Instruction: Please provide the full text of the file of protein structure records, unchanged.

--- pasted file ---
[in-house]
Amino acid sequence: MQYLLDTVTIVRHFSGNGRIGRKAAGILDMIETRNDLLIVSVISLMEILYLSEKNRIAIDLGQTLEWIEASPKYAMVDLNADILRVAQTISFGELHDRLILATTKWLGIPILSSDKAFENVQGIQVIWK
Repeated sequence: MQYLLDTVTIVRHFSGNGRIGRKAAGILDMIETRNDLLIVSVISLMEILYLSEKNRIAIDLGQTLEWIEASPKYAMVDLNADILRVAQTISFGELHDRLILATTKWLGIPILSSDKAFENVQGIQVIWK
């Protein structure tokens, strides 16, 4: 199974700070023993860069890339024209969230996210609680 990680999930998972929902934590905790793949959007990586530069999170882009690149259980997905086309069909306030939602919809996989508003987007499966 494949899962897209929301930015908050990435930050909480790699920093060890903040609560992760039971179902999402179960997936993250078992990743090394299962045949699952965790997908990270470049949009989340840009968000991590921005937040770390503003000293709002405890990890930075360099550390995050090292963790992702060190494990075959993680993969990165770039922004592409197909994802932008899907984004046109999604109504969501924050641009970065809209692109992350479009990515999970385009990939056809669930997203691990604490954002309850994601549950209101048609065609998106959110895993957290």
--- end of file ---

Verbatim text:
[in-house]
Amino acid sequence: MQYLLDTVTIVRHFSGNGRIGRKAAGILDMIETRNDLLIVSVISLMEILYLSEKNRIAIDLGQTLEWIEASPKYAMVDLNADILRVAQTISFGELHDRLILATTKWLGIPILSSDKAFENVQGIQVIWK
Repeated sequence: MQYLLDTVTIVRHFSGNGRIGRKAAGILDMIETRNDLLIVSVISLMEILYLSEKNRIAIDLGQTLEWIEASPKYAMVDLNADILRVAQTISFGELHDRLILATTKWLGIPILSSDKAFENVQGIQVIWK
């Protein structure tokens, strides 16, 4: 199974700070023993860069890339024209969230996210609680 990680999930998972929902934590905790793949959007990586530069999170882009690149259980997905086309069909306030939602919809996989508003987007499966 494949899962897209929301930015908050990435930050909480790699920093060890903040609560992760039971179902999402179960997936993250078992990743090394299962045949699952965790997908990270470049949009989340840009968000991590921005937040770390503003000293709002405890990890930075360099550390995050090292963790992702060190494990075959993680993969990165770039922004592409197909994802932008899907984004046109999604109504969501924050641009970065809209692109992350479009990515999970385009990939056809669930997203691990604490954002309850994601549950209101048609065609998106959110895993957290």